Lake Louise

A couple years ago my parents surprised my brothers and I with an extra-special Christmas gift: a trip to the Rockies. We had toured the eastern provinces previously, but this was our first time going west as a family. We stayed in Canmore and spent our days hiking and skiing in Banff. I fell in love with the area, so when I returned with Aaron I had a list of things I wanted to show him. One of the things on this list was Tunnel Mountain.

Contrary to what the name suggests, there is no tunnel in or anywhere near Tunnel Mountain. Years ago when the Canadian Pacific Railway was being built, original plans called for a tunnel to go through the mountain. The idea was later scrapped (a decision that ended up saving the CPR millions of dollars) but to this day it is still known as Tunnel Mountain.

The Tunnel Mountain hike is short, and relatively easy with unreal views of the town and golf course below. It was a perfect morning hike before we carried on to Lake Louise.

The last time I saw Lake Louise it was completely frozen over, so seeing the famous emerald water was a first for both Aaron and I. The lake is fed by the meltwater of Victoria Glacier. As the water trickles down the mountain it takes a little of the mountain with it. The result is the milky, mineral rich water that Lake Louise is famous for. Originally named “Lake of the Little Fishes” by the Stoney First Nations, the lake is best known as the namesake of Princess Louise Caroline Alberta.

When we arrived the shores of Lake Louise were packed with people. The water was stunning but it was a little hard to enjoy with so many people jostling around, trying to get the perfect group photo or selfie by the water.

We decided to take a short hike to a lookout point we had read about. The short, steep hike was totally worth it. We had a perfect view of the lake and the chateau all to our selves. We watched canoeists on the water below for a while before heading back down to rejoin the crowds.

The next day we returned for a hike that I had been eagerly anticipating since day one of our trip. being a through-and-through tea lover I was excited to learn about the Lake Agnes tea house, one of the highest elevated tea houses on the continent. Built in 1901, the tea house has been serving hikers since 1905. The trails are the only way to access the cabin, so supplies have to be hiked in by staff. The cabin sits on the edge of the stunning Lake Agnes, so you can enjoy a pretty amazing view while you sit and rest your legs. Homemade soup, freshly baked bread and a delicious pot of vanilla green tea (all prepared on an old-school wood stove) made for an exceptional lunch break.

We were looking for an intense, all-day hike so we plotted a loop that would take us from Lake Louise to Mirror Lake, to Little Beehive, to Lake Agnes, to Big Beehive, and finally to Victoria Glacier before heading back down to Lake Louise. It was an ambitious route and we couldn’t have asked for a better day to do it. All three lakes were gorgeous, and Big and Little Beehive were well worth the steep climb for the panoramic views at the top.

On our way up Big Beehive, some other hikers pointed out a mountain goat on the cliff face opposite us. At this point we had witnessed mountain sheep, moose, plenty of white-tailed deer, and a herd of elk, but the shy mountain goat had eluded us. He was just a white spec in the distance, and if it hadn’t been pointed out to me I never would have noticed. Thanks to our trusty camera lens I was able to zoom in and get an okay picture, but I would still love to see one up close.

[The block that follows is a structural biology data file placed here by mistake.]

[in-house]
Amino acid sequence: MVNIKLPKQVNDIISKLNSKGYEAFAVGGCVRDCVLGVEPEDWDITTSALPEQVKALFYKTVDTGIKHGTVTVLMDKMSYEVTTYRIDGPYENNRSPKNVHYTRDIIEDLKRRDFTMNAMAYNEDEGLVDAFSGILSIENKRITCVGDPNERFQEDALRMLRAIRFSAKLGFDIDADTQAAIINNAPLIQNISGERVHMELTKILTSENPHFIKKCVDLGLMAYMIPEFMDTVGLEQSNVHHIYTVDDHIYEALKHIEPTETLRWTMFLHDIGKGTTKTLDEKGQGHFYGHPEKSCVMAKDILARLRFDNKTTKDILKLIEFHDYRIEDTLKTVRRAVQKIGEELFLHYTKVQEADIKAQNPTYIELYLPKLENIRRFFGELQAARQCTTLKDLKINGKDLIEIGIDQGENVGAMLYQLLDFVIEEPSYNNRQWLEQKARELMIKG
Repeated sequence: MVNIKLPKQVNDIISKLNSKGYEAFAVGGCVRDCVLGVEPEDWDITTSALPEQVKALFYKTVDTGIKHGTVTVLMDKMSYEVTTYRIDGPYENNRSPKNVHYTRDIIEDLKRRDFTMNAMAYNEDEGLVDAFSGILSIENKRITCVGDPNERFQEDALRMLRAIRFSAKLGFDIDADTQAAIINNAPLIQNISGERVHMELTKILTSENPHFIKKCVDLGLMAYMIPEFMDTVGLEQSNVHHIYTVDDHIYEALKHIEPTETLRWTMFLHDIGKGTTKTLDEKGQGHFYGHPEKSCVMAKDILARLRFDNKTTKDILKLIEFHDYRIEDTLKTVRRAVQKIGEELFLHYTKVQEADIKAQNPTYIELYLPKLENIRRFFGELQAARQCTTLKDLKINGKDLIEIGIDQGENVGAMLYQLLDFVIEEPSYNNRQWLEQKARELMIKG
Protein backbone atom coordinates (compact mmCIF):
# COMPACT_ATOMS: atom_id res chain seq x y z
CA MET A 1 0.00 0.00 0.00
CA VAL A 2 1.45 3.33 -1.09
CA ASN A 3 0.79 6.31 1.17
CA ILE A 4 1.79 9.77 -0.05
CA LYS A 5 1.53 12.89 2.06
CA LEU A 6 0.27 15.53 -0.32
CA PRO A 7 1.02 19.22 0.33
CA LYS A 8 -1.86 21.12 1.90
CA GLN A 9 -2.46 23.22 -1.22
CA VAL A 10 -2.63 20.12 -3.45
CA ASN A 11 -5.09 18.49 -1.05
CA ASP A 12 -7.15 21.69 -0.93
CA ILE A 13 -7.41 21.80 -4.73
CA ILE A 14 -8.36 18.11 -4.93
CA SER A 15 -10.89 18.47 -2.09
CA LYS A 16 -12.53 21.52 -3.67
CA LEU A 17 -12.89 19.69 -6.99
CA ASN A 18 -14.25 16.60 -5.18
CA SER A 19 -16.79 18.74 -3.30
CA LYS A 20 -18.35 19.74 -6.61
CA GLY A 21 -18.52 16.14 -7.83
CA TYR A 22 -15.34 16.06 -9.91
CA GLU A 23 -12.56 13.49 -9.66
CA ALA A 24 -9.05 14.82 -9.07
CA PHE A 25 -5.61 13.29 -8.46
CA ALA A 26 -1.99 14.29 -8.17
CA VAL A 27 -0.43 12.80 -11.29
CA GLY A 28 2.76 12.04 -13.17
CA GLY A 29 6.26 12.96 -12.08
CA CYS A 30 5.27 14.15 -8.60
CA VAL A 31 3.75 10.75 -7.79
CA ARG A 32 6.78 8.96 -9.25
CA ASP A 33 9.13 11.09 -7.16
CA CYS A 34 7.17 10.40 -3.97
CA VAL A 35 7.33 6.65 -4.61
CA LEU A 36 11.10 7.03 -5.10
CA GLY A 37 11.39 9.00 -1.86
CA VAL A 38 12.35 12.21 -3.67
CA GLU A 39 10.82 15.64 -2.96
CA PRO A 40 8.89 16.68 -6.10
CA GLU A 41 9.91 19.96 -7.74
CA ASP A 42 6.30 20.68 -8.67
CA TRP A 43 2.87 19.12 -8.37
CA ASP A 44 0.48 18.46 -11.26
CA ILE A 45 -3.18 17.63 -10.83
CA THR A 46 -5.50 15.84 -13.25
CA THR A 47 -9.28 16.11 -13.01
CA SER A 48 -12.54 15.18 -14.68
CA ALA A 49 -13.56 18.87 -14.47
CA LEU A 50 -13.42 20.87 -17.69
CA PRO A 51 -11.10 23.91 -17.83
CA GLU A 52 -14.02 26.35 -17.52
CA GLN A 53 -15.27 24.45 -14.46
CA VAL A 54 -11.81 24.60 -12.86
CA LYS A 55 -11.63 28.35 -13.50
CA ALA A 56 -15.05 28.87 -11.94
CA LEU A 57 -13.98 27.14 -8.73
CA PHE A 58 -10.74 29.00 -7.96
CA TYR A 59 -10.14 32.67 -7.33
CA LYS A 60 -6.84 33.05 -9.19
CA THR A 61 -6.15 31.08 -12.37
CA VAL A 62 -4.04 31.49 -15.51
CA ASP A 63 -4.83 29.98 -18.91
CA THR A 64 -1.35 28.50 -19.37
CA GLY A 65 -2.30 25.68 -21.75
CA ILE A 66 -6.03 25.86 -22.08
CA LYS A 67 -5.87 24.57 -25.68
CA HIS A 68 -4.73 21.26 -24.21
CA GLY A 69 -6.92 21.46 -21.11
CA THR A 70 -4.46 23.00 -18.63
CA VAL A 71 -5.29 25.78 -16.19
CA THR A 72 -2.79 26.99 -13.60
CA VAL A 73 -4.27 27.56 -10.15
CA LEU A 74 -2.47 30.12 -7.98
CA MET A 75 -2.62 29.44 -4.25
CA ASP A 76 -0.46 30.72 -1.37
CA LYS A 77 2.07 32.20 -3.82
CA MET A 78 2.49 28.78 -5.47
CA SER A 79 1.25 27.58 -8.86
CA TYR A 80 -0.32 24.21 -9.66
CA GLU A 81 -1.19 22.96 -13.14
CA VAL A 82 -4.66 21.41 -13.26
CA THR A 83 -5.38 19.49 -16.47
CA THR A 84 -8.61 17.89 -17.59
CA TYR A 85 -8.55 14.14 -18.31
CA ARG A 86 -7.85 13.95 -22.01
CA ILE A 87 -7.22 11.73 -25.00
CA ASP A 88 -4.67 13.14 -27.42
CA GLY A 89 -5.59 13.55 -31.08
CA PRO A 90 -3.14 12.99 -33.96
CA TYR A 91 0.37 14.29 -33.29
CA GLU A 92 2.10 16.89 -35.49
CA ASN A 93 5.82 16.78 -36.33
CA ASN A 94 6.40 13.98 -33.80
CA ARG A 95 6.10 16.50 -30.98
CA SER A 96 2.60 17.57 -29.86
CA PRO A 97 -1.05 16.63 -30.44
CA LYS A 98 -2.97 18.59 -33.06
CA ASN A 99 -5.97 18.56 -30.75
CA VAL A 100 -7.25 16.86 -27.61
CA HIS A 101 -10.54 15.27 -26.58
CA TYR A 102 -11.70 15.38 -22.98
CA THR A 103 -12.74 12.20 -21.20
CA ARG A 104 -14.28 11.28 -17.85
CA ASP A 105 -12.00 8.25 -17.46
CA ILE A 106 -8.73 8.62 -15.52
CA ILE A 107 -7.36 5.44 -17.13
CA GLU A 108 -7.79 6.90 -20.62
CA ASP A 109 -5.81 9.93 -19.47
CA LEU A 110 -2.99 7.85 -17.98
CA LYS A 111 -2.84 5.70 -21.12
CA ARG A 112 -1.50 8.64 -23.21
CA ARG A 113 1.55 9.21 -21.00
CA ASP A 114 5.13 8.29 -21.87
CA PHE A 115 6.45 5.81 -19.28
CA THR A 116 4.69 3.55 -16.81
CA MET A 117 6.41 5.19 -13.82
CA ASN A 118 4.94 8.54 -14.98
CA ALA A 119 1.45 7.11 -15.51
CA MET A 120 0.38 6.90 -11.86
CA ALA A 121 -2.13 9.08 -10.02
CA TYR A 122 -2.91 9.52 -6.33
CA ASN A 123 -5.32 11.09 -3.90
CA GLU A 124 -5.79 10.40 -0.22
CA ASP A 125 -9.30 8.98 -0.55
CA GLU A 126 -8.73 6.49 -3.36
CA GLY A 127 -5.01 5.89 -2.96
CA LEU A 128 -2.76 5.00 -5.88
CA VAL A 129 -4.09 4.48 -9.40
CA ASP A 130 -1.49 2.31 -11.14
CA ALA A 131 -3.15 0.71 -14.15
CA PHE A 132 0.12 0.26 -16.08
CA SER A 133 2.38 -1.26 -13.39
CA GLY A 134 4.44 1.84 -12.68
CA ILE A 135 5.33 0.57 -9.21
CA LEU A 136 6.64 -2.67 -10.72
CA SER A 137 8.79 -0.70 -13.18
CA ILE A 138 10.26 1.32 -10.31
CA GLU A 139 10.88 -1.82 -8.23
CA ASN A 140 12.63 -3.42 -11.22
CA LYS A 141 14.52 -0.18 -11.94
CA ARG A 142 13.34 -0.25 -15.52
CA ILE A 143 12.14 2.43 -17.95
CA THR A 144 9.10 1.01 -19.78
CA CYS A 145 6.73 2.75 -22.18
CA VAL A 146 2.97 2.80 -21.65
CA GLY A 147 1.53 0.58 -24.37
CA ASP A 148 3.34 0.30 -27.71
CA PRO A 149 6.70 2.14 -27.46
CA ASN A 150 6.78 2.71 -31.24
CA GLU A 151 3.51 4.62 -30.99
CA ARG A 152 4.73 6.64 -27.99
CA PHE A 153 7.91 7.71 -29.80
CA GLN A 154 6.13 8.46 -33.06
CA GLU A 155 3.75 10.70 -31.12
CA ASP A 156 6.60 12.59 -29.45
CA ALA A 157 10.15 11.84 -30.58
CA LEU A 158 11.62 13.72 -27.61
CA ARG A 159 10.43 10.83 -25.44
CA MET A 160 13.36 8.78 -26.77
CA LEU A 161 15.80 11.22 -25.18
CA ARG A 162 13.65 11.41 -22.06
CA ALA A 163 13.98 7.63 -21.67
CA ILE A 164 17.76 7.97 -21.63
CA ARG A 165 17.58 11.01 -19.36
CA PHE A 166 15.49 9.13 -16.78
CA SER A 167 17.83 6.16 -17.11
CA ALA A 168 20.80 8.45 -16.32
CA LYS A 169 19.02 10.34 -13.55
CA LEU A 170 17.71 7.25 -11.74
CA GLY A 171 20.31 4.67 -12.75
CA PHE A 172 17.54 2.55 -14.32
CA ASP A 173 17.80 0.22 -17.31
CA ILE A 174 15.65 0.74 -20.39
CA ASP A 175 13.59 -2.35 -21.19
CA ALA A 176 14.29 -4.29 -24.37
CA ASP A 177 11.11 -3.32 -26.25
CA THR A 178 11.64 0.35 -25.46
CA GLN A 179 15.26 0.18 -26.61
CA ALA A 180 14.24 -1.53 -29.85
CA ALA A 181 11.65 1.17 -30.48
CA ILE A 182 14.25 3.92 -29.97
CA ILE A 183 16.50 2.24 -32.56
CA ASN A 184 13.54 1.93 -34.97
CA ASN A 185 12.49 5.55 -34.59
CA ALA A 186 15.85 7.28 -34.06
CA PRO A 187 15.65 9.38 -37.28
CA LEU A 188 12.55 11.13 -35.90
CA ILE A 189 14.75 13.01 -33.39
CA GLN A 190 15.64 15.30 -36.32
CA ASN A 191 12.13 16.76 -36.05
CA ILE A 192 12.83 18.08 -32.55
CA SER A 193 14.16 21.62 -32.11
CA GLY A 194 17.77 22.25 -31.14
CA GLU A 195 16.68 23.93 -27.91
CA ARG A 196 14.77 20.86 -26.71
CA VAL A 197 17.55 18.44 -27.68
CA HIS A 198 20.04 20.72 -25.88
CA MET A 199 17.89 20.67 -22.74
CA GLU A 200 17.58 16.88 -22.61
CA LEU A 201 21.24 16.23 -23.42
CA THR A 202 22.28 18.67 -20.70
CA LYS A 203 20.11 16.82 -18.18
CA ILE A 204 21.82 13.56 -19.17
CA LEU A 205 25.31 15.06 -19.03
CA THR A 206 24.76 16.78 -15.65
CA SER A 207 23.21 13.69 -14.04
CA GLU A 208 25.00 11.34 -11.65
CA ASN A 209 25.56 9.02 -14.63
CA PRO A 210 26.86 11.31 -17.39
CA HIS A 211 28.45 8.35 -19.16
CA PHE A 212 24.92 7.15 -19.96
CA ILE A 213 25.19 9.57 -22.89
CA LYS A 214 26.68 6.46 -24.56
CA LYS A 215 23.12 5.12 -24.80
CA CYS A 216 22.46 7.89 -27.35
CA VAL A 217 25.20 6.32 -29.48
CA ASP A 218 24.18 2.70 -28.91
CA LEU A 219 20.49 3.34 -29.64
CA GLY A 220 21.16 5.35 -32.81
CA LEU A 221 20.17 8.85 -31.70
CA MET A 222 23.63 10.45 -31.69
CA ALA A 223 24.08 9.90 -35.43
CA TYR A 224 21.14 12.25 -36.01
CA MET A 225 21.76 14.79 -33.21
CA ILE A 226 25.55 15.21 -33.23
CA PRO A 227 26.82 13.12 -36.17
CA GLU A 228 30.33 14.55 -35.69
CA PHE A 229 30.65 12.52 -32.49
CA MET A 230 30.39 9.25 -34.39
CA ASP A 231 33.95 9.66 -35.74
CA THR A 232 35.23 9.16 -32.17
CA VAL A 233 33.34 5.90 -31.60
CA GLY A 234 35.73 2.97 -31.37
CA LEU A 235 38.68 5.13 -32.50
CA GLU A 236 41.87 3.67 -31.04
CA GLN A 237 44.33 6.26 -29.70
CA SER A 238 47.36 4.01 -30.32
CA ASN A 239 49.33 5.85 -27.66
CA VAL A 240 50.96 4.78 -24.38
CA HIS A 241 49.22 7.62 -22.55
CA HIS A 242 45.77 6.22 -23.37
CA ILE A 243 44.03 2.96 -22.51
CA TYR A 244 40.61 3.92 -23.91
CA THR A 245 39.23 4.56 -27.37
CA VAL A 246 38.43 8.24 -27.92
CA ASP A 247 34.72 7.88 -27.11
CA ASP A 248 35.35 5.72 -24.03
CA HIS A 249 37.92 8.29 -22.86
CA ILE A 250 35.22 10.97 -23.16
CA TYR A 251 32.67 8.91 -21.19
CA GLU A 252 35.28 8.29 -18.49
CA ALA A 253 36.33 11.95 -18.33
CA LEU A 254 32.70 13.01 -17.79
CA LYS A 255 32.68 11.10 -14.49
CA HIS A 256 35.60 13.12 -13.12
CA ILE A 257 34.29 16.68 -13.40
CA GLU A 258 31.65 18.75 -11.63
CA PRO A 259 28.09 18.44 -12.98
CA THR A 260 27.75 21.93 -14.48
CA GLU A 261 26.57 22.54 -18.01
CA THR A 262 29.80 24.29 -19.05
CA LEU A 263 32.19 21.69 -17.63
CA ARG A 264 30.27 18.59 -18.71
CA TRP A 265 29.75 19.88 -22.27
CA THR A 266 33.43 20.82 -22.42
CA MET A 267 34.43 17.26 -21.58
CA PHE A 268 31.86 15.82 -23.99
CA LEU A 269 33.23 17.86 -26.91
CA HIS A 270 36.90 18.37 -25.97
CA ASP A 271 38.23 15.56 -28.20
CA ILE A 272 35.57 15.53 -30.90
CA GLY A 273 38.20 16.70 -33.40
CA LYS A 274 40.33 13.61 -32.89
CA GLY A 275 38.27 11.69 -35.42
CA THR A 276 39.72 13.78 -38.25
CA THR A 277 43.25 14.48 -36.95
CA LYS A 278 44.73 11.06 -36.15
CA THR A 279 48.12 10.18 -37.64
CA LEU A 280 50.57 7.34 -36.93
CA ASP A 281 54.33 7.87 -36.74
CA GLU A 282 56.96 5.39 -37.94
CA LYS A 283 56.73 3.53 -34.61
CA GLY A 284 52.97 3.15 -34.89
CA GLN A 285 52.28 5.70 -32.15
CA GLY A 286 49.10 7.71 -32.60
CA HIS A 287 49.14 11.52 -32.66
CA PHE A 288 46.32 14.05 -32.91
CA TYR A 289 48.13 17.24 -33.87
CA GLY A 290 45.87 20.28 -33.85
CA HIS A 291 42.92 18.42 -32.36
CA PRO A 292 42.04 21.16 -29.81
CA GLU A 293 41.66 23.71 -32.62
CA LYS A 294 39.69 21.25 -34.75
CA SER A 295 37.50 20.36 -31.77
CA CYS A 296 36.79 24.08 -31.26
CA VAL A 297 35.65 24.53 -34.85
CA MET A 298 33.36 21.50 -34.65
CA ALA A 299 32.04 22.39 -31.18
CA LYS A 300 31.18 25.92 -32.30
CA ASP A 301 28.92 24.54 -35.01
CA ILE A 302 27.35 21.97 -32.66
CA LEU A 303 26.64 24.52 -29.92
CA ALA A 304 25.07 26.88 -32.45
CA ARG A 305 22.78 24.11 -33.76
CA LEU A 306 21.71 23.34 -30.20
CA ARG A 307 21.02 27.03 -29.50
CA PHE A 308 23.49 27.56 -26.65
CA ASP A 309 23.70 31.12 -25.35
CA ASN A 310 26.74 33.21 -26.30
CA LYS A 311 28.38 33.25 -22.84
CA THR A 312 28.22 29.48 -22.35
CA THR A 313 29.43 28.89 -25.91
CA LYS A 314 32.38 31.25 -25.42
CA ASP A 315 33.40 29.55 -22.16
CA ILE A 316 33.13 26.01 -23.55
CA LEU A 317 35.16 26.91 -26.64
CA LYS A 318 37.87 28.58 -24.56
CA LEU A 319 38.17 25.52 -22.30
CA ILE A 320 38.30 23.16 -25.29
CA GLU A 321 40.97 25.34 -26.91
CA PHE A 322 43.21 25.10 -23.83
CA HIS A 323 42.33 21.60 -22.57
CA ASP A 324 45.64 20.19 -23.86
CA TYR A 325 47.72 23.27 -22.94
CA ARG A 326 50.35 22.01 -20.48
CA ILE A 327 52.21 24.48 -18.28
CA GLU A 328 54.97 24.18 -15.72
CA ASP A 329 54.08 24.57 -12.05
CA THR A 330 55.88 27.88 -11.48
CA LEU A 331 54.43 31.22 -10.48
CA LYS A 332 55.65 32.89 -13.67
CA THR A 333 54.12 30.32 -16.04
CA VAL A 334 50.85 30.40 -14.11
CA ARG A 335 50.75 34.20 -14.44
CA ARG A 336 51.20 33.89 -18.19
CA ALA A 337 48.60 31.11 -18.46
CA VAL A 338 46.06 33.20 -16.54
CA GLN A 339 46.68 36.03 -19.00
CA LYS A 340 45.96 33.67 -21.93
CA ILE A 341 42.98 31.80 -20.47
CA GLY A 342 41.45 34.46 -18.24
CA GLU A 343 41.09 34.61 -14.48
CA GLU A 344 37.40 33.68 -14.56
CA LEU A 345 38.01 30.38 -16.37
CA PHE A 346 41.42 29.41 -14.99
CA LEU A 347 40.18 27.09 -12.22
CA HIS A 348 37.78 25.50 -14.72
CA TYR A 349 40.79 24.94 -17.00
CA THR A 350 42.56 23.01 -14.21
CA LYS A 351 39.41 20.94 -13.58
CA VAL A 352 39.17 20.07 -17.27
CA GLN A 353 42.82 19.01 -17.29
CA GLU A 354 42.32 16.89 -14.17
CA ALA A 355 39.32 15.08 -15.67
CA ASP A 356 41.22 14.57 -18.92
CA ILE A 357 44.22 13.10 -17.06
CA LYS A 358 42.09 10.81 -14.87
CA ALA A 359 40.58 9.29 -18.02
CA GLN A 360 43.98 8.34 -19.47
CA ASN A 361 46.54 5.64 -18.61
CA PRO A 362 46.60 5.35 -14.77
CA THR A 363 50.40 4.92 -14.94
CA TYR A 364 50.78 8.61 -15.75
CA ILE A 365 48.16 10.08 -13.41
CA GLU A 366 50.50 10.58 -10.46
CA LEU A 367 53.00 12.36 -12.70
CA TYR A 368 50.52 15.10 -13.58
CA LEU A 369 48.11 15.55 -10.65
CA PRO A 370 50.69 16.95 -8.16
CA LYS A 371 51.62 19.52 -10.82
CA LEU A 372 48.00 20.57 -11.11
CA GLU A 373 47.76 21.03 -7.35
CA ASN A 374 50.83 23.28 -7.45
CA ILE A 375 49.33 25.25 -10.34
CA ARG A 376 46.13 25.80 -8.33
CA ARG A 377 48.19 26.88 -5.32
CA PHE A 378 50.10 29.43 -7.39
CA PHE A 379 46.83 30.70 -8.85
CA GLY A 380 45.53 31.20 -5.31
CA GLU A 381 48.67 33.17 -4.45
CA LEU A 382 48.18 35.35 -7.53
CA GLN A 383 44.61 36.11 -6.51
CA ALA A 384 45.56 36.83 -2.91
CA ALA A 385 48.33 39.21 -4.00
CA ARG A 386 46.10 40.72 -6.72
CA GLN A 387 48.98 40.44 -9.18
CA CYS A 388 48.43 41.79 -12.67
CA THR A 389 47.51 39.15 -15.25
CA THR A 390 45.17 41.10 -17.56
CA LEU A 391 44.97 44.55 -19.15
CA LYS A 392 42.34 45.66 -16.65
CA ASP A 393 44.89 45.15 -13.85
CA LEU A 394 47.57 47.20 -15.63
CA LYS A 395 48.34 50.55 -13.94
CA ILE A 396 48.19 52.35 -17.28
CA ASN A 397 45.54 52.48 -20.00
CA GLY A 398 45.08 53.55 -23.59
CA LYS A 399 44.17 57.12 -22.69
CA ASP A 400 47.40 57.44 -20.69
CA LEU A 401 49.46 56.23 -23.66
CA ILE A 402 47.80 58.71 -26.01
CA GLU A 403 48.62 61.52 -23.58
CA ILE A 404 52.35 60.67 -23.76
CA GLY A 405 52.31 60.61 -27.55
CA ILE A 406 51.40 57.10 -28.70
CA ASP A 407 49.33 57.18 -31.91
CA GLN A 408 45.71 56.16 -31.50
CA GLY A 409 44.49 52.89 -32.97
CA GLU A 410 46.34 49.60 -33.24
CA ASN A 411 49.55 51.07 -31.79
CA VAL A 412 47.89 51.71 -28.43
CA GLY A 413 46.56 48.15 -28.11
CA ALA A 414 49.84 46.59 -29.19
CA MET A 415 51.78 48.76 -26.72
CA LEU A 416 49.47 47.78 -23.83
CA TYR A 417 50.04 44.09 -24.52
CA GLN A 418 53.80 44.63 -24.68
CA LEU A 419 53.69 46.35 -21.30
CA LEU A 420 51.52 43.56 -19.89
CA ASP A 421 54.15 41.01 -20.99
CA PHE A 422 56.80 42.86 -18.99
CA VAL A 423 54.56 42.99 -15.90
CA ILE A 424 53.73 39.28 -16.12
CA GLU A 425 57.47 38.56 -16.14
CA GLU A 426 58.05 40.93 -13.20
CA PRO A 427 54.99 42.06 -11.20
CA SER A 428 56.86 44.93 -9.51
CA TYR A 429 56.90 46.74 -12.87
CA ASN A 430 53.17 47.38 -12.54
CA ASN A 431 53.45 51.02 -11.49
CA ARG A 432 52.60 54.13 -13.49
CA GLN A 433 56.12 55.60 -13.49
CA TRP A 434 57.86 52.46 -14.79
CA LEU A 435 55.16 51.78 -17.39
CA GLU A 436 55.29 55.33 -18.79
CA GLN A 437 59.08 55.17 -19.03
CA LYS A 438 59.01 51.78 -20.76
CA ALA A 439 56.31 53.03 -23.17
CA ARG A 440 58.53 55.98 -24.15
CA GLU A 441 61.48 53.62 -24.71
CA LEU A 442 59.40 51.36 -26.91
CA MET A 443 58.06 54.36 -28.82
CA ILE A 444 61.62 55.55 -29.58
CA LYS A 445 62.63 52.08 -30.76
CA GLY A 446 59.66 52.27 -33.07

As we made it closer to the glacier the scenery began to change, getting rockier than before. We started to notice trickles of water everywhere, tiny trickles that would eventually connect and become a river, which flows into Lake Louise.

Making it to Victoria Glacier was a pretty cool feeling. From the shores of the lake you can see this snowy spot in the mountains, it looks so far away and unattainable but a day’s effort had brought us here. It seems like so many people come to Lake Louise, jump out of their car, snap a picture and drive away. Taking the time to spend a couple of days exploring the area felt really worthwhile to us. We felt like we really got to know the lake, beyond the postcard-perfect view that you first see from the parking lot. I’m glad so many people, Canadians and otherwise make an effort to visit one of our country’s natural wonders, but I can’t help but feel that a lot of those visitors are missing out on some of the best bits when they rush the experience.

After a long and lovely day of hiking we enjoyed an unbelievably good dinner at Chateau Lake Louise, a very nice treat from Aaron’s mom. We were seated next to a giant window which of course overlooked the famous view. Handcrafted cocktails were a highlight, but the mouthwatering lemon tart at the end was the real showstopper. It was a once in a lifetime sort of meal that tasted especially good after a very full day.

The next day we returned to the lake once more for a morning paddle before moving on. The calm lake was an easy paddle and a perfect way to say goodbye to the place we had very quickly fallen in love with.

Soon we were packing up and carrying on to our next stop: Jasper.

-J

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5 replies »

  1. I never get tired of going to Banff and Lake Louise – there is something different and amazing to see every time we go! (and we go pretty often…) Your best chance of getting close to mountain goats is actually on the way to Jasper, on the Icefields Parkway. There is a point called Goat Lick (http://wp.me/p5dZlv-7z) – maybe you passed them on the way there? 🙂

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